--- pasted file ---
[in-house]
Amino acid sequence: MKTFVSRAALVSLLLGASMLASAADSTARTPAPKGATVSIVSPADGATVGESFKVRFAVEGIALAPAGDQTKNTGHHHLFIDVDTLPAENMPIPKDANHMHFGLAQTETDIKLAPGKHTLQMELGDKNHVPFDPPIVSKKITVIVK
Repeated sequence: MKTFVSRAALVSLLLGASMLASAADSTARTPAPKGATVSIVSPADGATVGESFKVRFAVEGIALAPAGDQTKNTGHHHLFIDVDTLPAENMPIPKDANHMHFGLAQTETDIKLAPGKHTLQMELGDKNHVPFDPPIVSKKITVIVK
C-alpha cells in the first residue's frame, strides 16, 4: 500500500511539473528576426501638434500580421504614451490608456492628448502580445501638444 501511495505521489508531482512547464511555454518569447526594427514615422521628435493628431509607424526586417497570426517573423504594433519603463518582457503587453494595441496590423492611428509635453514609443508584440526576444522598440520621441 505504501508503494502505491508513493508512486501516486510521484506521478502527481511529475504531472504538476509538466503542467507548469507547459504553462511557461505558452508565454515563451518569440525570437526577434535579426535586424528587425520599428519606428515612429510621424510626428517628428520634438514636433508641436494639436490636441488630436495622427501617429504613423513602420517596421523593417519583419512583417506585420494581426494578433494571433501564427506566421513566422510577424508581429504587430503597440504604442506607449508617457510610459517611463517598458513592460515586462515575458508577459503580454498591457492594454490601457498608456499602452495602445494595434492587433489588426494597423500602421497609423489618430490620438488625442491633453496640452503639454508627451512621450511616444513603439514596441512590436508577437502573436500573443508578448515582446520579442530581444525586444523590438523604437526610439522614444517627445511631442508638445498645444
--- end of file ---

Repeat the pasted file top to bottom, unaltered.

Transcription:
[in-house]
Amino acid sequence: MKTFVSRAALVSLLLGASMLASAADSTARTPAPKGATVSIVSPADGATVGESFKVRFAVEGIALAPAGDQTKNTGHHHLFIDVDTLPAENMPIPKDANHMHFGLAQTETDIKLAPGKHTLQMELGDKNHVPFDPPIVSKKITVIVK
Repeated sequence: MKTFVSRAALVSLLLGASMLASAADSTARTPAPKGATVSIVSPADGATVGESFKVRFAVEGIALAPAGDQTKNTGHHHLFIDVDTLPAENMPIPKDANHMHFGLAQTETDIKLAPGKHTLQMELGDKNHVPFDPPIVSKKITVIVK
C-alpha cells in the first residue's frame, strides 16, 4: 500500500511539473528576426501638434500580421504614451490608456492628448502580445501638444 501511495505521489508531482512547464511555454518569447526594427514615422521628435493628431509607424526586417497570426517573423504594433519603463518582457503587453494595441496590423492611428509635453514609443508584440526576444522598440520621441 505504501508503494502505491508513493508512486501516486510521484506521478502527481511529475504531472504538476509538466503542467507548469507547459504553462511557461505558452508565454515563451518569440525570437526577434535579426535586424528587425520599428519606428515612429510621424510626428517628428520634438514636433508641436494639436490636441488630436495622427501617429504613423513602420517596421523593417519583419512583417506585420494581426494578433494571433501564427506566421513566422510577424508581429504587430503597440504604442506607449508617457510610459517611463517598458513592460515586462515575458508577459503580454498591457492594454490601457498608456499602452495602445494595434492587433489588426494597423500602421497609423489618430490620438488625442491633453496640452503639454508627451512621450511616444513603439514596441512590436508577437502573436500573443508578448515582446520579442530581444525586444523590438523604437526610439522614444517627445511631442508638445498645444